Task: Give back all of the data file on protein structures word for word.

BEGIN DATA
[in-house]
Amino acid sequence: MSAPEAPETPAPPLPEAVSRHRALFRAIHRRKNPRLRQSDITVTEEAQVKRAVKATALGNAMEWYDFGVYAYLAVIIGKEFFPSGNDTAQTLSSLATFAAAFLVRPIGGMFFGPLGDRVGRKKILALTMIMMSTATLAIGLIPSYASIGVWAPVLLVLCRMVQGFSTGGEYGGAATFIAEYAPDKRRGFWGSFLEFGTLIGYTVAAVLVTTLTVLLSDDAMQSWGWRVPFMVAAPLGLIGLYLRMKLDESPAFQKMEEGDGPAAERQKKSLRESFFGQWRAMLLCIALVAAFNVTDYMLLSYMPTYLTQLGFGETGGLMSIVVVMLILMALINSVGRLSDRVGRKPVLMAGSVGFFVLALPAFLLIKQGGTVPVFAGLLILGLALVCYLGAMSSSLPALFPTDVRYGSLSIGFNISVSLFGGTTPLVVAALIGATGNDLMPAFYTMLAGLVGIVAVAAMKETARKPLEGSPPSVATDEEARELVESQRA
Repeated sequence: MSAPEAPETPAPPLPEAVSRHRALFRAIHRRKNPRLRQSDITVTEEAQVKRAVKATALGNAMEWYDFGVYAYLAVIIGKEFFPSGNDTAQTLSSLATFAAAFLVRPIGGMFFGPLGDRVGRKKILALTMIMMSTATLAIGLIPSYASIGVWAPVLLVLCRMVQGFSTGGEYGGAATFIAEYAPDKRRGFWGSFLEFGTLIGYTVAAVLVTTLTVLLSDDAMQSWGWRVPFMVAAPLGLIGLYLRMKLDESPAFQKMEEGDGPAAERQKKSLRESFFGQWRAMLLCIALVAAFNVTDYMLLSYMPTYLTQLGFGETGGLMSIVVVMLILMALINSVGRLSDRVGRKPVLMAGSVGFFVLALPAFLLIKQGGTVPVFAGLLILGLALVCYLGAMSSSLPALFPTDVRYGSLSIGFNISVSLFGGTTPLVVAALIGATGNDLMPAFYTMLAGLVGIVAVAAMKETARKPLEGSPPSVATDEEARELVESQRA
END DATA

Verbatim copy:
[in-house]
Amino acid sequence: MSAPEAPETPAPPLPEAVSRHRALFRAIHRRKNPRLRQSDITVTEEAQVKRAVKATALGNAMEWYDFGVYAYLAVIIGKEFFPSGNDTAQTLSSLATFAAAFLVRPIGGMFFGPLGDRVGRKKILALTMIMMSTATLAIGLIPSYASIGVWAPVLLVLCRMVQGFSTGGEYGGAATFIAEYAPDKRRGFWGSFLEFGTLIGYTVAAVLVTTLTVLLSDDAMQSWGWRVPFMVAAPLGLIGLYLRMKLDESPAFQKMEEGDGPAAERQKKSLRESFFGQWRAMLLCIALVAAFNVTDYMLLSYMPTYLTQLGFGETGGLMSIVVVMLILMALINSVGRLSDRVGRKPVLMAGSVGFFVLALPAFLLIKQGGTVPVFAGLLILGLALVCYLGAMSSSLPALFPTDVRYGSLSIGFNISVSLFGGTTPLVVAALIGATGNDLMPAFYTMLAGLVGIVAVAAMKETARKPLEGSPPSVATDEEARELVESQRA
Repeated sequence: MSAPEAPETPAPPLPEAVSRHRALFRAIHRRKNPRLRQSDITVTEEAQVKRAVKATALGNAMEWYDFGVYAYLAVIIGKEFFPSGNDTAQTLSSLATFAAAFLVRPIGGMFFGPLGDRVGRKKILALTMIMMSTATLAIGLIPSYASIGVWAPVLLVLCRMVQGFSTGGEYGGAATFIAEYAPDKRRGFWGSFLEFGTLIGYTVAAVLVTTLTVLLSDDAMQSWGWRVPFMVAAPLGLIGLYLRMKLDESPAFQKMEEGDGPAAERQKKSLRESFFGQWRAMLLCIALVAAFNVTDYMLLSYMPTYLTQLGFGETGGLMSIVVVMLILMALINSVGRLSDRVGRKPVLMAGSVGFFVLALPAFLLIKQGGTVPVFAGLLILGLALVCYLGAMSSSLPALFPTDVRYGSLSIGFNISVSLFGGTTPLVVAALIGATGNDLMPAFYTMLAGLVGIVAVAAMKETARKPLEGSPPSVATDEEARELVESQRA